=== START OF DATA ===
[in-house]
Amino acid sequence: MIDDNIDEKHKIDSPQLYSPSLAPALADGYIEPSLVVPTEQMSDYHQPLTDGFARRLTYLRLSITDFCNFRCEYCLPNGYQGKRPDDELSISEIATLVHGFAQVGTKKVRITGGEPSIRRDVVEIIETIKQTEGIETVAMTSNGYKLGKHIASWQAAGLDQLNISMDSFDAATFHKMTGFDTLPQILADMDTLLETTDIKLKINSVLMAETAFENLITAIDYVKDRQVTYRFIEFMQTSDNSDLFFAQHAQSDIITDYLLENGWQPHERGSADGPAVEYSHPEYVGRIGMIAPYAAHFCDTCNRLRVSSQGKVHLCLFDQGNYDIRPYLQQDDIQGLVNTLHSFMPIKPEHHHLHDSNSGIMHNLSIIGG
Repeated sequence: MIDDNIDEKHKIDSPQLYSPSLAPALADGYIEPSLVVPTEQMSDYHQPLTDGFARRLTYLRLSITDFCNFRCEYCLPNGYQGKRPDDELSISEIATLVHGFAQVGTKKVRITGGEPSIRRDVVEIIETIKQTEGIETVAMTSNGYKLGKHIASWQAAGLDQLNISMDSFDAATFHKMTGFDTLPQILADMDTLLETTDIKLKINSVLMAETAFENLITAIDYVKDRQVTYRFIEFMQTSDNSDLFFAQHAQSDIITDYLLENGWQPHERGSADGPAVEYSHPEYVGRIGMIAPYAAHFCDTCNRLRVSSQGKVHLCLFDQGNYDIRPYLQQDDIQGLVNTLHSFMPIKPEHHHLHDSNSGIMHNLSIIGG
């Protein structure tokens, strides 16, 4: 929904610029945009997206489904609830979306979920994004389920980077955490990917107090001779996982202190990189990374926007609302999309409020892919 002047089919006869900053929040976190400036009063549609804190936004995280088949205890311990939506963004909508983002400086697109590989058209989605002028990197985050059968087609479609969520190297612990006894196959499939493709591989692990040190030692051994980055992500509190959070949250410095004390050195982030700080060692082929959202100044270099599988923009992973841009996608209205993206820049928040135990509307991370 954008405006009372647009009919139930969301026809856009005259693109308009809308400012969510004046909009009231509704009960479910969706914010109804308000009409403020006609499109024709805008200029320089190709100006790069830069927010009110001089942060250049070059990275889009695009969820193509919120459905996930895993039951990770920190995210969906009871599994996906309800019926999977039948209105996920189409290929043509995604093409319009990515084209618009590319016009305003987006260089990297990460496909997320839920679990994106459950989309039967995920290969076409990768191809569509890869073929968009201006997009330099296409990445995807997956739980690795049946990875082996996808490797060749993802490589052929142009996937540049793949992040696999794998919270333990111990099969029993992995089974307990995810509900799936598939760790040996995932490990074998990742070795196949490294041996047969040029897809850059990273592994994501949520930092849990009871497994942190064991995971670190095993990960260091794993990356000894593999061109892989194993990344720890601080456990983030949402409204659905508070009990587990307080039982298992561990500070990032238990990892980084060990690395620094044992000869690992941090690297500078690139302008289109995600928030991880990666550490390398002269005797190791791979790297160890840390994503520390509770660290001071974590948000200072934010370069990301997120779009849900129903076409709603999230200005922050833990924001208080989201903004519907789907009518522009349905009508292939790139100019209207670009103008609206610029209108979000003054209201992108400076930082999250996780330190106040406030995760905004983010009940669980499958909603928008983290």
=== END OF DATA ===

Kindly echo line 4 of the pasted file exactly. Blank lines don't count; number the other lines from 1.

């Protein structure tokens, strides 16, 4: 929904610029945009997206489904609830979306979920994004389920980077955490990917107090001779996982202190990189990374926007609302999309409020892919 002047089919006869900053929040976190400036009063549609804190936004995280088949205890311990939506963004909508983002400086697109590989058209989605002028990197985050059968087609479609969520190297612990006894196959499939493709591989692990040190030692051994980055992500509190959070949250410095004390050195982030700080060692082929959202100044270099599988923009992973841009996608209205993206820049928040135990509307991370 954008405006009372647009009919139930969301026809856009005259693109308009809308400012969510004046909009009231509704009960479910969706914010109804308000009409403020006609499109024709805008200029320089190709100006790069830069927010009110001089942060250049070059990275889009695009969820193509919120459905996930895993039951990770920190995210969906009871599994996906309800019926999977039948209105996920189409290929043509995604093409319009990515084209618009590319016009305003987006260089990297990460496909997320839920679990994106459950989309039967995920290969076409990768191809569509890869073929968009201006997009330099296409990445995807997956739980690795049946990875082996996808490797060749993802490589052929142009996937540049793949992040696999794998919270333990111990099969029993992995089974307990995810509900799936598939760790040996995932490990074998990742070795196949490294041996047969040029897809850059990273592994994501949520930092849990009871497994942190064991995971670190095993990960260091794993990356000894593999061109892989194993990344720890601080456990983030949402409204659905508070009990587990307080039982298992561990500070990032238990990892980084060990690395620094044992000869690992941090690297500078690139302008289109995600928030991880990666550490390398002269005797190791791979790297160890840390994503520390509770660290001071974590948000200072934010370069990301997120779009849900129903076409709603999230200005922050833990924001208080989201903004519907789907009518522009349905009508292939790139100019209207670009103008609206610029209108979000003054209201992108400076930082999250996780330190106040406030995760905004983010009940669980499958909603928008983290």